When BNS further inquired whether his fight is more a personal matter with RCSC or can be generalized to apply for other similar injustice acts, Mr. Wakhley said, “It is a personal as well as a representative case of what has been done to other civil servants. I would like to refrain from mentioning their names. They probably thought that raising a voice would be meaningless in a system mired with favoritism and nepotism; and experience, intelligence, commitment and integrity has no place in such a system. There may be other civil servants who may have rendered better services than what I may have done, yet they must have met with the same fate as me. Most preferred to remain silent perhaps. As far as my experience goes, honesty is a crime and such a trend must change, and change for the betterment of the civil servants and the public and the people at large. There is an absolute need for state intervention to change the status-quo and the imbedded flaw in the system.”
Mr. Wakhley strongly objects the prevalent system in Bhutan to put some unjust rules and regulations retrospectively, non-existent at the time of action.
He asserts, “Any action based on rules and regulations which is not effective is null and void.”
When asked, where has your struggle reached?, in reference to his statement from ‘Business Bhutan’ dated July 16, 2011, he said, “I will continue exposing corruption and my own factual story, which is becoming a history in itself now. Knocking the door of judiciary may be ultimate when every other option fails. I am very sure that everything will fall in place at appropriate time. Need to wait, but continue writing and expose the truth. And, of course, my fight against corruption will continue since over fifty percent of the overall development budgets are being pocketed and such a trend has kept our country a least developed even to this day. Such practices must stop at all cost, despite the fact that I am fighting a lone battle perhaps.”
But he is not free of skepticism. Judiciary is also reeling under similar vicious circle of corruption, he feels. Resting his undeterred faith on the state, he answers to a query of BNS, “Getting rid of repression or oppression or elimination of such trends must come for that matter, from the state. Government in power will attempt to swing votes in their favor through manipulative process if need arises. Government come and go, but our monarchy and the Kings must remain for perpetuity and it is here that the state must play a very clear and vital role. In Kings we trust, and it is the ultimate hope that the kings listen the plea and find solution to problems being faced by me and the like. Sustenance of independence, sovereignty, security and prosperity of the nation and people lie in our monarchs.”
To the question- how long will you continue to write if at all nobody responded to your lone fight?- he reiterated, “It is immaterial whether they hear my voice or not, but truth must be continued to be exposed. Here in our country, officials and prominent people are scared of reality and truth. Why is such a trend? And bureaucrats and prominent and influential people are always protected and never brought to book. Only the small fishes are seen on the fray and they are always hunted.”
In one of his blog posts, Wakhley hinted of discrimination against him based on his lhotshampa background, “Humiliating, harassing and intimidating a committed and honest senior civil servant from a minority background who had contributed a lot to the nation is uncalled for in a GNH country. I am sure that the leaders and the government of the day will review the issue thoroughly and take prompt actions on those defaulters”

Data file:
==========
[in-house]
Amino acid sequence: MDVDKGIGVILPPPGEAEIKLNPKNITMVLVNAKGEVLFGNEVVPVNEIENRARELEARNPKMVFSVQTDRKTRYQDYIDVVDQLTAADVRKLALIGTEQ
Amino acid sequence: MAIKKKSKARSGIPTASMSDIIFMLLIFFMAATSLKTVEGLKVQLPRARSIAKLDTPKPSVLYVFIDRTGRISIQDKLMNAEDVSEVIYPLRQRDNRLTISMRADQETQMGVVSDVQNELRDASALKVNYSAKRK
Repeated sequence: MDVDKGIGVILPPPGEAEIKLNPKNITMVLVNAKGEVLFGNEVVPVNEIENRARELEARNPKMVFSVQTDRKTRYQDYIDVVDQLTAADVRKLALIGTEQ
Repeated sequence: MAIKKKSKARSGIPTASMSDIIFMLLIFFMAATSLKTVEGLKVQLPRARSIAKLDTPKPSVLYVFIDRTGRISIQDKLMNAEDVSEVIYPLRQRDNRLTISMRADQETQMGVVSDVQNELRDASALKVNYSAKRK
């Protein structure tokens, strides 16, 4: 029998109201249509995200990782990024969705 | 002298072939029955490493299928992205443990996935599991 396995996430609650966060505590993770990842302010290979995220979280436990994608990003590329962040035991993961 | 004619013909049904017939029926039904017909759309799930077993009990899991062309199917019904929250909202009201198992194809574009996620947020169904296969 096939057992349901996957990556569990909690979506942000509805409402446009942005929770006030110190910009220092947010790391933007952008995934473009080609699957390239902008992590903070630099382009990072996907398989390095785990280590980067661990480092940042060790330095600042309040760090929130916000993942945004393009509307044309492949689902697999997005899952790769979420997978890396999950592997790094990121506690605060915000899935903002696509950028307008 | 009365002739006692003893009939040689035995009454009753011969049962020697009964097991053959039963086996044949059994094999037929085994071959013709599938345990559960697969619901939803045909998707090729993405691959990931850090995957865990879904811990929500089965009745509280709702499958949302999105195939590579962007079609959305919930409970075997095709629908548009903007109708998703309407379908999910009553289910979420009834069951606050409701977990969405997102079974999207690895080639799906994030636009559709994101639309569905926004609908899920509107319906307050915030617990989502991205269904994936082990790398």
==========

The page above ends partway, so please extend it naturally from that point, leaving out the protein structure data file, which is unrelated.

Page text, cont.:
One retired civil servant-turned-businessman in Thimphu, requesting anonymity, divulged to BNS, “Nepotism takes precedence over academic excellence earned, getting favor from RCSC these days in Bhutan. Major mistakes or abuse of authority go unnoticed if you are of big name or have somebody in backing. In Thimphu we call big fish and small fish. But, if you are in a good position, in terms of rank, and if they are eying your position for their dear ones- your very small unintentional mistake is sufficient to kick you. Same thing has happened to me. I could not make my plea heard for I have no one on backing. I looked towards the future of my children and started the business. I blame my fate for not being born in an elite family”.
Was he not concerned of his children’s future? Yet, optimism prevailed. He said, “There are two things. One, every day is not Sunday. This trend shall come to an end and everyone with quality gets share to equal opportunity. Second, we need to educate our children to fit everywhere, meaning business or private firms or with some very professional expertise. Otherwise, in this small country with handful of population, that day not so far where an educated citizen begs in the streets and all the nation’s departments will be crowded by someone’s family members.”
What has been most striking in Wakhley’s post is a story of him seeking consultancy license which was granted but denied registration by the construction development board within Ministry of works and human settlement. How intentional was that not to allow registration of consultancy firm for KB Wakhley who has already proven records of good deeds for the country? Are all conspiracy theories working in Bhutan?
As implied, Wakhley is not a singular case of such unjust imposition, denial, intimidation and finally eviction. Several other civil servants and even common people could have faced such marginalization, for the trend is set already. Mr.Wakhley is the torch-bearer now, but will he be heard by the leadership of democratic Bhutan? Are others prepared to follow him to get proper justice?
Wakhley prefers to call this writing a wake-up call. If this goes unattended, democracy is not supposed to be taking roots where everybody should enjoy equal treatment. If a civil servant sees a deep rooted corruption in the higher bodies of authority, even the constitutional organs, a local office of Gup cannot be free of such deception, where villagers can be as gullible as possible. A timely correction in the institutional flaws shall provide opportunity to achieve the goals of GNH, rather than just beating drums of hollow GNH model.
Wakhley’s blog can be read here.